A law limiting sales tax exemptions for Oregon residents doing business in Washington is now in effect, though a clause regarding goods delivered across state lines is anticipated to alleviate some of what business owners are calling a bad move on state lawmakers’ part.
Senate Bill 5997 removes the automatic sales tax exemption for residents of states without the tax, like Oregon. The legislation has been in effect since July 1 and allows for the reimbursement of state sales tax over $25 annually, requiring residents to file for that reimbursement once per year.
Prior to the bill being signed into law, dozens of state lawmakers, including several representing Clark County, sent a letter to Gov. Jay Inslee asking him to veto the removal of the automatic exemption.
Though the removal of the exemption is likely to affect the bottom lines of a variety of retail establishments in North County, a clause that keeps the exemption in certain circumstances will help those who sell construction and other heavy equipment on this side of the river. There is a provision on items delivered into Oregon that keeps the exemption, which has some local businesses feeling better about the situation.
Dan’s Tractor Owner Skip Ogden said that about 20% of his business was with Oregon residents, mainly construction equipment and tractors. That equipment was almost entirely all delivered, which he speculated to now be the only case given the incentive to have it shipped across state lines.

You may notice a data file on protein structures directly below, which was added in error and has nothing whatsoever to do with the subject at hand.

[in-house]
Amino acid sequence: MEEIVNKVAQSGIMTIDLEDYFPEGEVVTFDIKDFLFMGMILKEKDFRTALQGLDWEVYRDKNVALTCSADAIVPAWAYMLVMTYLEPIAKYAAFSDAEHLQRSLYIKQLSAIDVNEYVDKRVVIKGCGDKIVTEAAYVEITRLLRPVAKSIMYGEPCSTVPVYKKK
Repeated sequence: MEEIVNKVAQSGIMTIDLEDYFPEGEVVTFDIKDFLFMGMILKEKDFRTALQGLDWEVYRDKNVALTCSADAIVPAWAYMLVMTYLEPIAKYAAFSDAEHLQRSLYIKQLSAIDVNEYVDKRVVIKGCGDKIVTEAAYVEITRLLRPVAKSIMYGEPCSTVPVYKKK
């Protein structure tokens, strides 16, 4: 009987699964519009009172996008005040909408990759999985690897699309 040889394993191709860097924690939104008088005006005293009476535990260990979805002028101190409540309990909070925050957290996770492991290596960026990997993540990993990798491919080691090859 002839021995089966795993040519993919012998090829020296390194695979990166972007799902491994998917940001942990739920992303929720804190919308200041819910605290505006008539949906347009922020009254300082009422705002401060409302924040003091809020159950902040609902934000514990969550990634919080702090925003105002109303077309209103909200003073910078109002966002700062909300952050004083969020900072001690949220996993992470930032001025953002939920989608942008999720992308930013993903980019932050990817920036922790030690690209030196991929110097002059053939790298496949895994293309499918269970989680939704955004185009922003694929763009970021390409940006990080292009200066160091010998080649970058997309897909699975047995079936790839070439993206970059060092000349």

Ogden said he first learned that the exemption would be going away only a few weeks before it was supposed to go into effect, later learning that purchases delivered to Oregon would not lose the exemption about two days before the effective date of July 1.
“I’m hopeful. We always think positive,” Ogden said about the situation. He questioned the rationale behind removing the exemption.
“It sounds like they were thinking that everybody would continue as normal and now they would have that tax revenue off all these sales,” Ogden said. “I don’t know if they just ignored people or didn’t ask them about the reality of Oregon shoppers.”
Clark County Lawn & Tractor General Manager Kevin Williquette said about 12% of the business’ sales was from Oregon residents. He said rumors had been swirling for a while but it was this year when the seriousness came into view.
Williquette said it was obvious the law was approved “without a whole lot of homework” on how businesses near the border would be impacted. He said that although there was some walk-in business from Oregonians buying “small stuff” he didn’t feel that portion of business was too big compared to equipment sales.
“We won’t be seeing Oregon residents over here buying stuff unless we can deliver it,” Williquette remarked.
The effects of the law remained to be seen when comparing year-to-year sales, Williquette said. He also pointed to potential taxing on businesses who have sales in Oregon from that state’s legislature as possibly exacerbating the effects the Washington exemption removal would have.
“It’s not going to be favorable. There’s no way it can be,” WIlliquette remarked. He, like Ogden, took issue with the assumption that removing the exemption would increase state revenues.
“Anybody that thinks people are going to come over here and willingly give Washington State money hoping they will get it back later, they’re giving people no credit for being intelligent,” Williquette remarked.